No Thanks. We’ll Pass on the Haterade.

Is it in you?

Hey, haters.

That’s such an ugly term, and yet I get so many messages about it I have to address it, so indulge me, please.


I’ve heard from several women who’ve lost weight, but also “friends” in the process. I’ve said that those people must not have been true friends, but a few have insisted they truly were, since childhood, law school, etc. Maybe it’s just me, but I don’t get how that’s possible.

I can imagine feelings of envy and jealousy, but not from someone I count as a friend. Maybe that’s because I can count the number of people I honestly consider a real friend – not just an acquaintance – on one hand. There are plenty of people I call friends and who say I’m their friend, but when it’s truth-tellin’ time, I’m emailing a person, maybe two, right here in Raleigh, out in Pasadena or back home in Dayton. Those people would never abandon me; will always listen without judgment; will always think carefully before offering opinion or advice.

The other “friends” tend to do all the above. Just in reverse.

One woman told me that she recently dropped three dress sizes, yet was criticized by coworkers because she didn’t “look right.” Another has been frozen out of the usual cliques and is experiencing social isolation in a place where they’d always celebrated birthdays, pregnancies and promotions. And if you assume the coworkers were all overweight or obese, you assume correctly.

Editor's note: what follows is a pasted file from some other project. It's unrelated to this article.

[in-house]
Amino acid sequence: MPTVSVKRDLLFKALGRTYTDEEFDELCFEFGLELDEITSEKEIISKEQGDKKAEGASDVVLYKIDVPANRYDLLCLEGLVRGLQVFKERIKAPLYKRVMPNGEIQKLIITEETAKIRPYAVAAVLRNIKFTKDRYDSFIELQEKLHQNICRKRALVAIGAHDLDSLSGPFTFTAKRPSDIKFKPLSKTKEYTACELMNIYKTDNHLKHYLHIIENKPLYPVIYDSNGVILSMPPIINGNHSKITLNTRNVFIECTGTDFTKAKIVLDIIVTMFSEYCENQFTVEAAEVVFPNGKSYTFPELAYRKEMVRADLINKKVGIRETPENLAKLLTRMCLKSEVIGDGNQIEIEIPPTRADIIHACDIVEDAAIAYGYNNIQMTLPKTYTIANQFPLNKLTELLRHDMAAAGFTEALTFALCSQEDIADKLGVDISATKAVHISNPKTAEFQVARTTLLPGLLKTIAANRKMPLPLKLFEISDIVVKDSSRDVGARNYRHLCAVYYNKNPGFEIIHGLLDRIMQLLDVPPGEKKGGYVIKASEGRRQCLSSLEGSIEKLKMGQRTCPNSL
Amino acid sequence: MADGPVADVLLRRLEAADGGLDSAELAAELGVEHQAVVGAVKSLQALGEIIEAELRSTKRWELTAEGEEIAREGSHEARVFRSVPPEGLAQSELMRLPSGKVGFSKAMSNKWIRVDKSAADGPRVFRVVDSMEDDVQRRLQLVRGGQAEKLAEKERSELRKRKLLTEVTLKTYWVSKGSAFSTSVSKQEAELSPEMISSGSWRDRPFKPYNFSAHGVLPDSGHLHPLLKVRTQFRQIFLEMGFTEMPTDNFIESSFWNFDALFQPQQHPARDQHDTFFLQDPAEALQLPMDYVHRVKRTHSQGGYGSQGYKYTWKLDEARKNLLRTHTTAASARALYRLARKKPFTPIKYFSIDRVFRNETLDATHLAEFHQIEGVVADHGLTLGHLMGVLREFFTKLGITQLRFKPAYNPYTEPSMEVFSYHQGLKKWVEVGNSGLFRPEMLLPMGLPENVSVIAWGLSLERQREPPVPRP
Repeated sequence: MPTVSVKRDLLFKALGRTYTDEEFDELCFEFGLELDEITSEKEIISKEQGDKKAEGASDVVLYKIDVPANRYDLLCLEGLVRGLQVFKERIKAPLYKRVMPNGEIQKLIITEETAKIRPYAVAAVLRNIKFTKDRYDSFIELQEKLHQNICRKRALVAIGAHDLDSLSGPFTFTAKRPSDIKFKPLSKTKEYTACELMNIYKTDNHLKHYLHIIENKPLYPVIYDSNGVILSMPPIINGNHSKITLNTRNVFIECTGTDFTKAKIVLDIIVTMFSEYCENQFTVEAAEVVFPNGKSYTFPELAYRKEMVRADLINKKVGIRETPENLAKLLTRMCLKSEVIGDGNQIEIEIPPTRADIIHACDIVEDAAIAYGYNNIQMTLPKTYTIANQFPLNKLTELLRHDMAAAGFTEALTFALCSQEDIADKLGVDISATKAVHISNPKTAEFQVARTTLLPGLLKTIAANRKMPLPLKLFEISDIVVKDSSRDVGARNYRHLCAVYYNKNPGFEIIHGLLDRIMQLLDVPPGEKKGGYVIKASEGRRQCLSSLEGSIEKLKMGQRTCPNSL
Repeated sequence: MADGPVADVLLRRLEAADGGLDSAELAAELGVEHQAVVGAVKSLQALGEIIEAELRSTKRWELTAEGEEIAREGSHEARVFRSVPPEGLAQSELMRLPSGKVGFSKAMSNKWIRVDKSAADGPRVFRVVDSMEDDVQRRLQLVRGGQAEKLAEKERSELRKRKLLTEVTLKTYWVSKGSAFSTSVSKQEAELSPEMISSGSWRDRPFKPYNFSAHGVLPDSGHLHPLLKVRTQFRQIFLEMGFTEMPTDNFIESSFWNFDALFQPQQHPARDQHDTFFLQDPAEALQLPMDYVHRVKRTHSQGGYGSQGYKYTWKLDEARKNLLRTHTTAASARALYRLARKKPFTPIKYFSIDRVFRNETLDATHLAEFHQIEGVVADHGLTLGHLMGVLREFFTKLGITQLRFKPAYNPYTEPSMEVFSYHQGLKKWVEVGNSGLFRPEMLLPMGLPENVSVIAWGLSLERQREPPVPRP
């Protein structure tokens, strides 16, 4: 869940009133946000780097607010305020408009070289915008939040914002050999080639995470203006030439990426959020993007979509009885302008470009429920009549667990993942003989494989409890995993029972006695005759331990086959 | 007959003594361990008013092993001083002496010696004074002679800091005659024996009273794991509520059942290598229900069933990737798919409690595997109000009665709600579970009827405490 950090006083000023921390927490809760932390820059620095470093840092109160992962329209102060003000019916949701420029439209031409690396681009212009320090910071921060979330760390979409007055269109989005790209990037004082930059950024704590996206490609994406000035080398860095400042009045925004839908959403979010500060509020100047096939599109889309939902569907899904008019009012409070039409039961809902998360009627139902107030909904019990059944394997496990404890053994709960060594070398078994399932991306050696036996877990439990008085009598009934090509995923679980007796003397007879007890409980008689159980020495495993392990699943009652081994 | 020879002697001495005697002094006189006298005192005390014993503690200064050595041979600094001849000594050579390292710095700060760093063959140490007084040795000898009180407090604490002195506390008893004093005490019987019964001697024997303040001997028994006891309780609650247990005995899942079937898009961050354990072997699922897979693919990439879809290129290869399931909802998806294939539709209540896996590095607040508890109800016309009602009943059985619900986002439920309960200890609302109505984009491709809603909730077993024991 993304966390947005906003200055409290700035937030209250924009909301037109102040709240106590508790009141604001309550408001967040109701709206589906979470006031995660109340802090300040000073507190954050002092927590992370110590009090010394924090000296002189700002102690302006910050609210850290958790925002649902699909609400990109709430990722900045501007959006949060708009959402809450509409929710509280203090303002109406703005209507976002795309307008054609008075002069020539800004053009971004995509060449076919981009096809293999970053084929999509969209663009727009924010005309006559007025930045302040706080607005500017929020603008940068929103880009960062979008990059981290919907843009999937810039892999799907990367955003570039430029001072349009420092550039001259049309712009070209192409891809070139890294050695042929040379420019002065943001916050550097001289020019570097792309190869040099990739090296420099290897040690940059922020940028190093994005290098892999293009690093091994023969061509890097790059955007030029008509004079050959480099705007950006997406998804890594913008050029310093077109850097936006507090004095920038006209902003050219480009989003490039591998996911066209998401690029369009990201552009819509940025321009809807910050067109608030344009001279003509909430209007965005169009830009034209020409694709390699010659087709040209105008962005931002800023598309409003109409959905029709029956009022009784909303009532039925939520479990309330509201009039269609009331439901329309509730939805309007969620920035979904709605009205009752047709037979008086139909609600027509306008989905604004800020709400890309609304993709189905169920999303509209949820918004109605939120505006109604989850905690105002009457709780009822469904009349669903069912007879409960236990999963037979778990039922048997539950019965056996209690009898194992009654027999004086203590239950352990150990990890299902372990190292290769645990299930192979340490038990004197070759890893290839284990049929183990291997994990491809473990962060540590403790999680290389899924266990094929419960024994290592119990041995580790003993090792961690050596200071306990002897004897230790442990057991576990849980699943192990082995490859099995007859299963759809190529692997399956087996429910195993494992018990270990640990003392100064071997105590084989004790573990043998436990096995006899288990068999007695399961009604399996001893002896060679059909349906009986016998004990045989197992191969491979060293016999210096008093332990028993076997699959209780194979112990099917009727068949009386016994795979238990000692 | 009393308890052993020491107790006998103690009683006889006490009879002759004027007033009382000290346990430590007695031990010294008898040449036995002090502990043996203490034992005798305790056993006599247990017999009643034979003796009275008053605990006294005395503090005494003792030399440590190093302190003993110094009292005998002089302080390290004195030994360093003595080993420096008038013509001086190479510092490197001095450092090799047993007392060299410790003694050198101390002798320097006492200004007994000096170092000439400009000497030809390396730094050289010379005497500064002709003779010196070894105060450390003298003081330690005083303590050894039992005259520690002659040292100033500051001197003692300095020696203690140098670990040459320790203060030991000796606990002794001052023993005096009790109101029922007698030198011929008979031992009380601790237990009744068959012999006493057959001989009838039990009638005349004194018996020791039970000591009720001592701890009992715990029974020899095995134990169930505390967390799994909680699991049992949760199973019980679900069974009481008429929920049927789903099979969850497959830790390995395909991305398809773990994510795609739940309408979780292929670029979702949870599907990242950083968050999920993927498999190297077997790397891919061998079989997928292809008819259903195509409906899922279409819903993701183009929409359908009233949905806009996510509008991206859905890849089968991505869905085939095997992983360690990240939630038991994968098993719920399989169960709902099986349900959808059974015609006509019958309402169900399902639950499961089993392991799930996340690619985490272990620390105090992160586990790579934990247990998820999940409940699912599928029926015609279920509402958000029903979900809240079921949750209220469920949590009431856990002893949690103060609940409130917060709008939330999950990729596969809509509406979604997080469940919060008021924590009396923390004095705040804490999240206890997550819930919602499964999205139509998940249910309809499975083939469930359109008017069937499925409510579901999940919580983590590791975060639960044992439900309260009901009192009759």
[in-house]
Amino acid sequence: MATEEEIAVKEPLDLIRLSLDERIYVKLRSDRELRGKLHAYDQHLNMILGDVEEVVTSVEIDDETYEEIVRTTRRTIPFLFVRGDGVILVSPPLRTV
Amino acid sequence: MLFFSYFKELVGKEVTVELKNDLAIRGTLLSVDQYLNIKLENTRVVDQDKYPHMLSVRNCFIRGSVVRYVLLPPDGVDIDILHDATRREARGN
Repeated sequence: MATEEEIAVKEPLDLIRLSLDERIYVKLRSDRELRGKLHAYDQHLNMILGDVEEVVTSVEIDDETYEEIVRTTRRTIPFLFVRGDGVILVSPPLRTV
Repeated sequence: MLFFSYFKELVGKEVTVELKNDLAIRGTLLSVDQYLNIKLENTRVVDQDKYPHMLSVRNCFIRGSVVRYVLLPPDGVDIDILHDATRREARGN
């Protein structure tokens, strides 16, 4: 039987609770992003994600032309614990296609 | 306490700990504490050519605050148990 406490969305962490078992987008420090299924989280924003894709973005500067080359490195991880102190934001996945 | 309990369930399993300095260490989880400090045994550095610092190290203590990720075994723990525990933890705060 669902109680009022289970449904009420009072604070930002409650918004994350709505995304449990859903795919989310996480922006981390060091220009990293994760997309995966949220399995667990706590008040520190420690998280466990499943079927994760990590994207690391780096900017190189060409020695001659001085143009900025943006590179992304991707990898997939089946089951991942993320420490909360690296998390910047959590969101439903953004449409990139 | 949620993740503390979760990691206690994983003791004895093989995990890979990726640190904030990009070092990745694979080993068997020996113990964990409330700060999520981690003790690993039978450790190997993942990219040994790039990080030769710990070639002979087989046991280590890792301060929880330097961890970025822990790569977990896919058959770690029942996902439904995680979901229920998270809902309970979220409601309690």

You’ll recall that “Rachel” has a cousin so jealous of her weight loss that she’s yet to tell her she’s had gastric-bypass surgery. If I were Rachel, I’d gently ask my cousin, “What does my weight loss have to do with you?”

Folks, the difference between envy and jealousy is as small as it is distinct, which makes it easy to conflate the two.  Envy is when someone else’s success or advantages makes you discontent, or makes you wish you had what they have. Jealousy is when you resent someone for their successes, or somehow feel threatened by someone else’s advantages.


Then there’s schadenfreude – which I like to toss into conversation because it makes me sound oh-so-much smarter than I am – which is when you get a kick out of someone else’s misfortune. That, to me, is the sickest of them all. Like, serial-killer sick.

People have lost husbands, wives and relationships with family members after losing weight. There are some things I cannot go into, but I can say this much: I see how that can happen.


And I will also say this: I don’t care if others aren’t as enthusiastic about my weight-loss as I am. This is the hardest thing I’ve ever done in my life, and even though I feel that lately I’ve only been making baby steps, each footfall in the right direction takes me a bit further away from heart disease, stroke, obesity and diabetes. I refuse to downplay my accomplishments, and neither should anyone else.

It takes two to communicate. I say to Rachel and all the others who’ve had to deal with haters, if the relationship is neither healthy nor satisfying, it’s toxic. Let it go. Some relationships might not be worth saving.


Your life, is.

To cure jealousy is to see it for what it is, a dissatisfaction with self.   ~  Joan Didion


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Leslie J. Ansley is an award-winning journalist and entrepreneur who blogs daily for TheRoot. She lives in Raleigh, NC.

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